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Expanding Detailed Outlines into Memorandums and those into Full Manuscripts

As most of you all know, I’ve been teaching research methods, research design and academic writing for a while now. My students ALWAYS, literally ALWAYS ask me the question:

“How do I go from having the Detailed Outline to actually writing a Memorandum (or a series of Memos) that I can then assemble into the full draft of the paper?”

This blog post answers this question, based on a Twitter thread I wrote a few days ago.

Writing at home

This is the process I outlined on Twitter. You can see the entire thread by clicking anywhere on the tweet below.

My first advice to students when writing outlines is ALWAYS FINISH THE INITIAL OUTLINE FIRST.


What is the reason for finishing the Detailed Outline first, you ask? Well, the rationale is that you will be able to see the overall argument, at a distance, from a vantage point, “bird’s eye”.

Now, another key question that my students ask me regularly:

“Professor, how do you decide what goes into your memorandum?”

Generally speaking, I try to write ONE memorandum per Triggering Question. For example, in this case: “what is ethnography?” would be an ideal Triggering Question based on which I could write a full, well developed Memorandum.

Now, for the “breaking down the big project into small pieces” part of this thread and blog post. Different people use different strategies for outlining. I teach most of them. One of them is outlining by hand (as I have been doing). Others outline directly on screen.

A few options:

Personally, I’m not tied to any model for outlining (directly in Scrivener, Word, or whichever word processor you use, by hand, or using mind maps). I find that combining both sets of techniques (digital and analog) really helps me refine and hone the final product.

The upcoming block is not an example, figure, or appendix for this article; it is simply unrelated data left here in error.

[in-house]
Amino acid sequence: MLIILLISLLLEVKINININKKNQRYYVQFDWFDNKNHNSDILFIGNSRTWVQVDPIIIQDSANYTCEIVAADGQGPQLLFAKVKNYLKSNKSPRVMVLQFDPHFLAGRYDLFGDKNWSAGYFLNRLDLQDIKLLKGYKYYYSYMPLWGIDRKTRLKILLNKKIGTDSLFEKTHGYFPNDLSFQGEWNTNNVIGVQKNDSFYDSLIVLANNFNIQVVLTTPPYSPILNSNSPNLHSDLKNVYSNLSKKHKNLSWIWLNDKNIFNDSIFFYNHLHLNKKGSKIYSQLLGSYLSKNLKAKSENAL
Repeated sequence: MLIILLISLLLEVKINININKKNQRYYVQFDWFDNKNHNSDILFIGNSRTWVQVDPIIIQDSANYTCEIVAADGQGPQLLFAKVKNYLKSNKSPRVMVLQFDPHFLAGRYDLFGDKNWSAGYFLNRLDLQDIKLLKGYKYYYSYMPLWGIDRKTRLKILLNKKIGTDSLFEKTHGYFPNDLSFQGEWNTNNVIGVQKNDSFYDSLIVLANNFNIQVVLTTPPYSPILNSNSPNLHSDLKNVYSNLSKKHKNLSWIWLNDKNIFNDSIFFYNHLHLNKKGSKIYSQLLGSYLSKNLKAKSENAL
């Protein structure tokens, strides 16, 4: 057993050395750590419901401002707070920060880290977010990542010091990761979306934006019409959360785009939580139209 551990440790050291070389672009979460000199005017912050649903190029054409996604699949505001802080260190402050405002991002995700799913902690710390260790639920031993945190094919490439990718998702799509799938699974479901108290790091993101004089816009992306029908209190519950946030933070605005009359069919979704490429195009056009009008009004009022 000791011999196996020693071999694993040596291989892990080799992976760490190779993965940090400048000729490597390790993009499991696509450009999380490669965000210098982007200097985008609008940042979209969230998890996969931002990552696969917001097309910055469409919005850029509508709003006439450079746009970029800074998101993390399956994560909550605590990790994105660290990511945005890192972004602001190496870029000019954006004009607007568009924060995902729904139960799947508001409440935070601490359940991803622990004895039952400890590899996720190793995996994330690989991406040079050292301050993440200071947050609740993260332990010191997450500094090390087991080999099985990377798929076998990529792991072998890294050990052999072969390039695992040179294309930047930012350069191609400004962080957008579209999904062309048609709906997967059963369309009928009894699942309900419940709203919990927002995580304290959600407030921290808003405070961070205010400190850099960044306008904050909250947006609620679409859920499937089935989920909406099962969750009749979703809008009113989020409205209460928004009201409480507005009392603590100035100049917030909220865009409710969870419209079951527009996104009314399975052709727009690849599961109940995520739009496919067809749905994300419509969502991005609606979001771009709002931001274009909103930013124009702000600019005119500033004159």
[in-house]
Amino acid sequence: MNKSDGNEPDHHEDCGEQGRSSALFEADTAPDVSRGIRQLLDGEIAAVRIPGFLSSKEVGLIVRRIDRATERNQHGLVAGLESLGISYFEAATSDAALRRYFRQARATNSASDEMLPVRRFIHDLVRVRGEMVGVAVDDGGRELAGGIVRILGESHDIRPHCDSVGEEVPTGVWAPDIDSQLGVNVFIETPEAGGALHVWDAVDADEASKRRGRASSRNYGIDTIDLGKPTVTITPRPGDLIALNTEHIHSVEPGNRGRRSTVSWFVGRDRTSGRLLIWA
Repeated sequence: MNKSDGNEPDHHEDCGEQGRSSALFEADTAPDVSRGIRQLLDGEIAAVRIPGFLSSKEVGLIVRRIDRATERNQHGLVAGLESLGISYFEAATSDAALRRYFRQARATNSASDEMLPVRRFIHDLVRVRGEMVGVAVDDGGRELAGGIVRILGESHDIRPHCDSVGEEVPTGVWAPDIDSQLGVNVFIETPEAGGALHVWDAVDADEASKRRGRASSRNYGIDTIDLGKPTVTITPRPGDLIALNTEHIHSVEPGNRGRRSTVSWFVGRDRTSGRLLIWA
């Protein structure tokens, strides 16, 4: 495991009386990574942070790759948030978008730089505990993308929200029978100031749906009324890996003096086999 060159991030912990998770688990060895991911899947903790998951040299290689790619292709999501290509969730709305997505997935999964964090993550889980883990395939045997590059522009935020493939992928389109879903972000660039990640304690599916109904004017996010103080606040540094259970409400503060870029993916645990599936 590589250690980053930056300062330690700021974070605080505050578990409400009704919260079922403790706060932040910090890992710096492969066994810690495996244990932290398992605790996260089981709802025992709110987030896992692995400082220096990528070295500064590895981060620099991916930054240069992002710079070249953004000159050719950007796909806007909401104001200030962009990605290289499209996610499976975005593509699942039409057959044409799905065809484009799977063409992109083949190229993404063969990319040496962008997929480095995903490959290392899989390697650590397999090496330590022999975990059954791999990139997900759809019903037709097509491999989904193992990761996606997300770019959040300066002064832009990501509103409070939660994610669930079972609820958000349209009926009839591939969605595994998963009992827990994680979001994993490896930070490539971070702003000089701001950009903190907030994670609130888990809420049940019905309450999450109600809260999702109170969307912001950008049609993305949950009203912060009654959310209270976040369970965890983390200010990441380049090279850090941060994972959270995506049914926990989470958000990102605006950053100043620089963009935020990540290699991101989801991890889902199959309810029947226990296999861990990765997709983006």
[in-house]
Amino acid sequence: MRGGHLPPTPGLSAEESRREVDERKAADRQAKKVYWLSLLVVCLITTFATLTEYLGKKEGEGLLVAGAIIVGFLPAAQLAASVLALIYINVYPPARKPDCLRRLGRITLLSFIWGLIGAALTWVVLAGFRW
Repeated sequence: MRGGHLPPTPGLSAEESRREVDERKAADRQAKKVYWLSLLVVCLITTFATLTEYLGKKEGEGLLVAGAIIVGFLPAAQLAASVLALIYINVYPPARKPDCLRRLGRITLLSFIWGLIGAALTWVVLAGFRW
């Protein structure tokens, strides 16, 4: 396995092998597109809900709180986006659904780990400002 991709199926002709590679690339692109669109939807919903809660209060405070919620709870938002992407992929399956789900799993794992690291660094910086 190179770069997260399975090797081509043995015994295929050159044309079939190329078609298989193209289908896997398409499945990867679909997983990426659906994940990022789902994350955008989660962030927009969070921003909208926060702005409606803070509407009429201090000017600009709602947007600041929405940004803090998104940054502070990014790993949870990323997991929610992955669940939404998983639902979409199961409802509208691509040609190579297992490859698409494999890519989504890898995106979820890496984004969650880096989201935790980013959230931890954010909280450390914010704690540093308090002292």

Now, let’s move from the Detailed Outline to the Writing Memorandums stage.

Here’s what I do:

  1. I break down the Topic Sentence or Triggering Question into its elements.
  2. I begin a memorandum using heading-level Triggering Questions or Topic Sentences

Let’s grab the “What is Ethnography” Triggering Question, and the “Elements of Ethnography” Topic Sentence/Sub-Heading.

In my mind, there are three key elements to ethnography:

  • Observation
  • Fieldwork
  • Understanding culture.

I can use those categories and/or elements to start my Memorandum.

This is the moment when we need to READ AGAIN to make the argument and start writing the Memorandum. My students think that we read, read, read, read, and THEN WHAM BAM, there’s a paper.

No, writing requires us to think, mull over, reflect and write in smaller chunks.

The final product of the Detailed Outline can be shown below.

Now, here is the finalized Detailed-Outline-to-Memorandum product. This memo would not have been possible had I not thought of writing an Initial Outline, adding more thoughts and ideas to make it a Detailed Outline and then broken down each Triggering Question and Topic Sentence to craft a Memorandum.


Does using Triggering Questions and Topic Sentences work to stimulate thinking and help our students write?

I can 100% certify that this method works and has worked with my students (it also works for me, obviously). This method is an easy strategy to tackle Writer’s Block and the Blank Page.

I hope this blog post and the links associated are helpful to those battling papers, book chapters, theses and books!

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